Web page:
Whenever it comes to the choice of script, story and sequence in presenting a factual or fictional narrative on the underworld nexus and chains, punctuated by the toxicity of crime, conflict, rivalry and revenge, there seems to be a natural prescription for Mumbai in the plot.
As economic renaissance and restructuring began to rope in the city, marred by competing groups and interests of various hues, differentiated by status, rank and role of positions in the hierarchy wanting to control a sizeable chunk and pool of resources, leading to the creation of circles and circuits by keeping a watch on important trade supplies, goods and consignments, leading to the formation of organised groups and syndicates. In close connivance with local politicians and administrations, receiving the tacit support of approval and acknowledgement in the practice of their purposeful conduct.
Sacred Games, adapted from Vikram Chandra’s 2006 novel of the same name, is a postulate, giving a moral basis to this statement of fact. In close association and cooperation with the state, an individual doing what he desires confined to a set of rules for the game. Without these rules, one will be in peril, with individual existence being made redundant.
Ganesh Gaitonde, played by Nawazuddin Siddiqui as raw and riled up against whatever comes his way, learning to live with struggle interwoven and intertwined as a part of his personality, as those who’ve had a troubled childhood will find themselves complacent in his every sphere.
Life becomes a heap of burden and bane with high stakes, and claims confessed by Gaitonde in his revelations to Sartaj Singh (Saif Ali Khan) with utmost humility, honesty and innocence. Asking Sartaj if he believed in God, as was asked to him by Dilbagh Singh, Sartaj’s father, an individual revered by Gaitonde for his humble and caring attitude.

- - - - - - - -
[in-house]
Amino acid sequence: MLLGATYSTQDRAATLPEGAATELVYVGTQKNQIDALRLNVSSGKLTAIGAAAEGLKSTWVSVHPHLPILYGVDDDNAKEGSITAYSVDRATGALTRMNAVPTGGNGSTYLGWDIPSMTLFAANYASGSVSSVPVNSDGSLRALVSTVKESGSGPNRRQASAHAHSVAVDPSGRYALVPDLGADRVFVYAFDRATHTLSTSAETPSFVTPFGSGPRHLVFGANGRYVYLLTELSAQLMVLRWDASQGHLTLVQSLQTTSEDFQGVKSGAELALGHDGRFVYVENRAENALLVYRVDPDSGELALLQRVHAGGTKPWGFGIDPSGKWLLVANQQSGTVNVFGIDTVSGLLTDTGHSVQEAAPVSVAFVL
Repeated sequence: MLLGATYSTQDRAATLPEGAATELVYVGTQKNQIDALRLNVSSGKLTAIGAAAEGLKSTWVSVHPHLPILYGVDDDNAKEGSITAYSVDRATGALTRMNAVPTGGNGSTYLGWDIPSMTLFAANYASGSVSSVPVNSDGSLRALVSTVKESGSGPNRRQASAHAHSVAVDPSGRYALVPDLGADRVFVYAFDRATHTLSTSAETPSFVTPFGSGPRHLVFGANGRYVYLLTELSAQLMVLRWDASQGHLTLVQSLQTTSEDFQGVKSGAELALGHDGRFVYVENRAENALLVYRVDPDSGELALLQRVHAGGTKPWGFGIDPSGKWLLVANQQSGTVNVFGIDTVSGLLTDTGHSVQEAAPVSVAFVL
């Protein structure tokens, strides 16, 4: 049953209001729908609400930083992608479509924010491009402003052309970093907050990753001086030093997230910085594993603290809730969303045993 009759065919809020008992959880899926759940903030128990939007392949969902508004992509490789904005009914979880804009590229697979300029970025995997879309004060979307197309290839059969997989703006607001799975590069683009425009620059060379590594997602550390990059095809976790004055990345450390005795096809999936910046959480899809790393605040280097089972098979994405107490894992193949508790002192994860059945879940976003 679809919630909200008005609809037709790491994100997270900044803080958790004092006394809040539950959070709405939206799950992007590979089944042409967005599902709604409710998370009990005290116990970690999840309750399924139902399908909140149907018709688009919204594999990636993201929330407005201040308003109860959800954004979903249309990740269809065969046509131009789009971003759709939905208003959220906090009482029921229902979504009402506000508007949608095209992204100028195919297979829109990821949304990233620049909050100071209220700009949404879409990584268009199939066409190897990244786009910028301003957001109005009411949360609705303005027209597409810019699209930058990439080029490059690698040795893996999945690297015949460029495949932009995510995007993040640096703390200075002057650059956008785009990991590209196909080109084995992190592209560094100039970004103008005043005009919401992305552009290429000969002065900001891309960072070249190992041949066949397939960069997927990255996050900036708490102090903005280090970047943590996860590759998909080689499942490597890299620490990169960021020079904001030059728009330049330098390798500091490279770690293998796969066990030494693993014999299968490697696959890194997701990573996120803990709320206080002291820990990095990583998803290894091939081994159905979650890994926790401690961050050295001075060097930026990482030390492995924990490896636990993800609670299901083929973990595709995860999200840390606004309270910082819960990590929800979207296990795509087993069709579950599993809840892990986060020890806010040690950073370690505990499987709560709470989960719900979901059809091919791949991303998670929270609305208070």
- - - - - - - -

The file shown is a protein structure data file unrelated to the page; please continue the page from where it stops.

For an individual deprived, disillusioned and detested, there’s a reprieve when he meets and sees Dilbagh Singh as a symbol of hope, with all his woes and miseries fading away for a while — dwelling on the treacherous path filled with the greatest sense of remorse, pain, agony and trauma, etched in the aesthetics of expressions and vocabulary, forming part of the cyclic dialogue between both the characters.
This art drama is pioneering for the narrations and translations in the background interpreted by Gaitonde in making us realise the scale and size of the national and international political developments greatly influencing and impacting Mumbai. 1980–90 were the landmark years for the advancement of the city. What interests me is the defining outlook and orientation of the Muslim community in the aftermath of 1992 Babri Demolition fuelled by the extremist and fanatics of the Hindu-Right, severely altering their ties with the mainstream, thus, giving a foundation to their disenfranchisement with the state.
Sowing the seeds of discord, resulting in the production of the 1993 Mumbai serial bomb blasts, ripping apart the city’s chest, followed by a subsequent rush of Mafias and Dons capturing and controlling the fate of the city in their capacity, leading to simmering conflict and contestations. It eventually led to the planned exclusion and ghettoisation of Muslims, granted by punitive sanctions by the state either in the way of coercion or excesses.
I believe Nawazuddin has done justice to the story by painting a realisation of how one’s social, economic and political landscape nourishes and nurtures their upbringing and socialisation. It’s with this spirit high up in his head that Gaitonde seeks redemption for his past by practically being the person rising from the scratches and parting with a world he would’ve detested otherwise. Bold and suave, setting the backdrop of the motion and milieu of the plotline — wanting big by winning Mumbai.